T.Y. Lin International (TYLI), a globally recognized, full-service infrastructure consulting firm, announces that the State Route 178 (SR 178) Widening project in Bakersfield, California, has received a 2018 Engineering Project Achievement Award from the Orange County Engineering Council (OCEC). TYLI served as Prime Consultant and Designer for the project for the City of Bakersfield. The OCEC awards program recognizes the best of the best in engineering for Southern California.
Completed in May 2017, the SR 178 Widening project improves traffic capacity and enhances mobility to accommodate future traffic demand on this primary access corridor for the fast-growing Bakersfield area. The $25.5 million project widened three miles of SR 178 from two to six lanes from just east of Morning Drive to Masterson Street, and from two to four lanes from Masterson Street to Miramonte Drive.
In order to deliver transportation projects in the area, the Thomas Roads Improvement Program (TRIP) was formed, which is a unique partnership between the City of Bakersfield, County of Kern, California Department of Transportation (Caltrans), and Kern Council of Governments. TRIP provided an optimum structure whereby designated staff from each agency could build interagency connections and work cooperatively to evaluate, design, and ultimately construct projects.
The SR 178 Widening project faced numerous design and construction challenges, including relocation of existing utilities, unsuitable soil properties, and environmental factors. Due to the 50+-year age of the highway, as-built records for installation and relocation of utilities along the route were sometimes incomplete or non-existent. Utilities along the project corridor included a 36-inch gas transmission line, as well as electric, telephone, fiber optic, water, and sewer facilities. Areas for relocation of these facilities were extremely limited, calling for very careful planning by TYLI, the City of Bakersfield, Caltrans, and the utility companies. TYLI addressed these challenges and prepared plans, specifications, and estimates (PS&E) under an accelerated schedule to meet funding deadlines.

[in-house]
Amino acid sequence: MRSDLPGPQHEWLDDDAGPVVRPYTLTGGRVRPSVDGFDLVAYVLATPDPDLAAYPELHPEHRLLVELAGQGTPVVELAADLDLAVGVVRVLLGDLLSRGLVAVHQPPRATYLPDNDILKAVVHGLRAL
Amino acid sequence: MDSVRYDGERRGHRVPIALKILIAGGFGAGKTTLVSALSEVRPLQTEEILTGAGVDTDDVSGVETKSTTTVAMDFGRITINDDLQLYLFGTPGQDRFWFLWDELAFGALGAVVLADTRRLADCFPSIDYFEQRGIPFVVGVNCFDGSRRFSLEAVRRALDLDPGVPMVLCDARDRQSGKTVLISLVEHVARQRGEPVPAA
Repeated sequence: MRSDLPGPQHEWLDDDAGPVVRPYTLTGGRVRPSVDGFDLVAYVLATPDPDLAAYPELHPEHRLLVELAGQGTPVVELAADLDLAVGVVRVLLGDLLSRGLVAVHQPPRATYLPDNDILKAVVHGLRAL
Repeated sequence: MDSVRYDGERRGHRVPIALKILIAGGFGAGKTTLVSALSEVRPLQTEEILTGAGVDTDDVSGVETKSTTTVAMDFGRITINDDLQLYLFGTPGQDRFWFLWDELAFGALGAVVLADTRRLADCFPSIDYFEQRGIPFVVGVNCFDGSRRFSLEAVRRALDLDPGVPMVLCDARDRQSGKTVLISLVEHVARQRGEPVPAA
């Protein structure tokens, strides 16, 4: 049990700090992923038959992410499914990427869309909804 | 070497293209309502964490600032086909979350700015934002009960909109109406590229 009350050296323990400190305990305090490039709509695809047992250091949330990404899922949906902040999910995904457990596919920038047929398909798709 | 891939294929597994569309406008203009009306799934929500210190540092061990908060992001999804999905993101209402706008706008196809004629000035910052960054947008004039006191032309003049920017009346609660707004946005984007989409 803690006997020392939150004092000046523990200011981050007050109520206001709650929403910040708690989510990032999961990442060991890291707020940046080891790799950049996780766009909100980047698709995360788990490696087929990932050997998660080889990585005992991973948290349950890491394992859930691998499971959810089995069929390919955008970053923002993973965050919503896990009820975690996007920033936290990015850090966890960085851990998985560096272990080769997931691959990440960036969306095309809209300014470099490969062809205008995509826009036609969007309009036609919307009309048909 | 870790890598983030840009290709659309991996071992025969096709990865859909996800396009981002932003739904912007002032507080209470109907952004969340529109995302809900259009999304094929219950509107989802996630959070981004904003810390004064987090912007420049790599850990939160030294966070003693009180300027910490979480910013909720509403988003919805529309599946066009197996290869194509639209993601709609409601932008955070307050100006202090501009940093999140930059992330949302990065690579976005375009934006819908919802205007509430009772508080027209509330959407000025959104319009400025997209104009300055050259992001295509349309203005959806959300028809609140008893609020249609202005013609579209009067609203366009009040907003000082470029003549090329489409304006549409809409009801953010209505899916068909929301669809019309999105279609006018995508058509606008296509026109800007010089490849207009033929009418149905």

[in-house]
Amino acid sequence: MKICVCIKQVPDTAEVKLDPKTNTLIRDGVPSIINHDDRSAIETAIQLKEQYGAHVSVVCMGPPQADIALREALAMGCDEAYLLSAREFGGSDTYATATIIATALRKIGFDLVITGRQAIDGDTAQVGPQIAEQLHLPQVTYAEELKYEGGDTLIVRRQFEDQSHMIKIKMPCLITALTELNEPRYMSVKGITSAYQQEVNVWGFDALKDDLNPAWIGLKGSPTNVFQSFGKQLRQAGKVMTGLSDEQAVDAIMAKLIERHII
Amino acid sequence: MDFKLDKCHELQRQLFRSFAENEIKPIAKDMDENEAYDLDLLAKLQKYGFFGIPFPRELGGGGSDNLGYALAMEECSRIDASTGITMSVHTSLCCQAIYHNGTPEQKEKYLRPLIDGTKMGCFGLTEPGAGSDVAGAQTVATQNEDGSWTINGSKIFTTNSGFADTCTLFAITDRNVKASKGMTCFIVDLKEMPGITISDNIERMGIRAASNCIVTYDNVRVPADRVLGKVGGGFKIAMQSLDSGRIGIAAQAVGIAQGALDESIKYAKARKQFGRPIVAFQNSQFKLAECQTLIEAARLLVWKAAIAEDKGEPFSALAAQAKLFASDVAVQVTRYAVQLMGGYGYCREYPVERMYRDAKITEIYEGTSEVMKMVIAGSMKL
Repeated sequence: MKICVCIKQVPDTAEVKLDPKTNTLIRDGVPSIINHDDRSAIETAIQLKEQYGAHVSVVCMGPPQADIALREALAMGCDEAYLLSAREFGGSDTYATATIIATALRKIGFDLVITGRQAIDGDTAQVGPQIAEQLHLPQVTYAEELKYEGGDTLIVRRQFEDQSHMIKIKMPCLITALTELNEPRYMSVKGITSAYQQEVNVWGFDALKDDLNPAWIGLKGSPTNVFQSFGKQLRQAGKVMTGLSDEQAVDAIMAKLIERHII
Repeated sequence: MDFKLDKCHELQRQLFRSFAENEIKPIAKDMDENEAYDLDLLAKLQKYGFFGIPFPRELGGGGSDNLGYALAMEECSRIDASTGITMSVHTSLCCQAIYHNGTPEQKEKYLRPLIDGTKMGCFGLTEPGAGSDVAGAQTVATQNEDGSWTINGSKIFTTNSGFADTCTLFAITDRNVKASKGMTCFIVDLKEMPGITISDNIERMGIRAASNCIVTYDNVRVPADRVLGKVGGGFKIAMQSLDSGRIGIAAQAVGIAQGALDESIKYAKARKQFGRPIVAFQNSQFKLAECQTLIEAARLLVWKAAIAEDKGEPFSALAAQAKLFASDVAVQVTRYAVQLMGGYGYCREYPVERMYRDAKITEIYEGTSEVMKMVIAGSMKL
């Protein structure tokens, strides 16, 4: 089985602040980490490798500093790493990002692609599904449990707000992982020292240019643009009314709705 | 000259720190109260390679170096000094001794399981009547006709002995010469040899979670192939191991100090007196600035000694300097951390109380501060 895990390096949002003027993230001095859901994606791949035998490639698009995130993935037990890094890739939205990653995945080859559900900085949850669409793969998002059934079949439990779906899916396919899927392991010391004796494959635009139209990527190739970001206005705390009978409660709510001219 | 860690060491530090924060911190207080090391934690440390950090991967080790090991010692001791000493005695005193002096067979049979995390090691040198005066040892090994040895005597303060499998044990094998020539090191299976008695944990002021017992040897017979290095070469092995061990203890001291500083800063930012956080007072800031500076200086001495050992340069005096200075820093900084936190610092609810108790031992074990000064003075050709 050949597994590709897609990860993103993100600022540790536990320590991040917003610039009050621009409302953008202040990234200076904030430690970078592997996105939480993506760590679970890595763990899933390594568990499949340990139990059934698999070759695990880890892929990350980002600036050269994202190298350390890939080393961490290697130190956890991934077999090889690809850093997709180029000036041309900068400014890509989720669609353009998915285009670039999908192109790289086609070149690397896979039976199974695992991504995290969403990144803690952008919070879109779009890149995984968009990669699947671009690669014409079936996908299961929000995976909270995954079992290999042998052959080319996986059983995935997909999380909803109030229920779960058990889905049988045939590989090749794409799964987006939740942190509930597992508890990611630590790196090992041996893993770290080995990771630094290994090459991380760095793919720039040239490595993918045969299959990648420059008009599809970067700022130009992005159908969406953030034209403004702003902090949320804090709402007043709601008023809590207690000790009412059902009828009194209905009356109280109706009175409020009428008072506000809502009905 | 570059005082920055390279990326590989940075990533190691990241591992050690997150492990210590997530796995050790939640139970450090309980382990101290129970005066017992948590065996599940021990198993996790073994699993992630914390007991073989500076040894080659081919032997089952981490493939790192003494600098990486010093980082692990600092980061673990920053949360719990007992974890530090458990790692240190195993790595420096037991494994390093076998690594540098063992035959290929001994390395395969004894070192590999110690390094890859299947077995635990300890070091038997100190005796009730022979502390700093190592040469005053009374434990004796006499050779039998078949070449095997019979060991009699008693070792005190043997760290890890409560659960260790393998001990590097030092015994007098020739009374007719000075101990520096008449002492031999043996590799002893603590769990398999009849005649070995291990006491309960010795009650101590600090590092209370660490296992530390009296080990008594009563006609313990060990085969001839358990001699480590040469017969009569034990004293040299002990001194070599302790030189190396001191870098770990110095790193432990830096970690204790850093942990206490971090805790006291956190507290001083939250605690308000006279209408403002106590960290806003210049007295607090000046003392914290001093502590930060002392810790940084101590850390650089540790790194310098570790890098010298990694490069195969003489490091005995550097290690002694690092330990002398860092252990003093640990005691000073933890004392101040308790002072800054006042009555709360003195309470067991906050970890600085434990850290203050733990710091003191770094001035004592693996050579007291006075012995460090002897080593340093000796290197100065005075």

The City of Bakersfield also has an active population of the endangered San Joaquin kit fox, requiring mitigation and monitoring before and during construction. Prior to construction, dens within the project area were monitored and collapsed upon assurance that kit foxes were not present. Project areas with indications of wildlife activity were cordoned off until the wildlife exited the area. Additionally, construction equipment encountered localized pockets of unsuitable soil, requiring digout, replacement, and recompaction of subgrade soil. The contractor worked around these sensitive areas to maintain the tight project schedule. Additionally, all construction workers were required to attend threatened and endangered species training for information on how to recognize the kit fox, potential dens, and required regulations regarding the species.
Photo credit: Gilbert Vega
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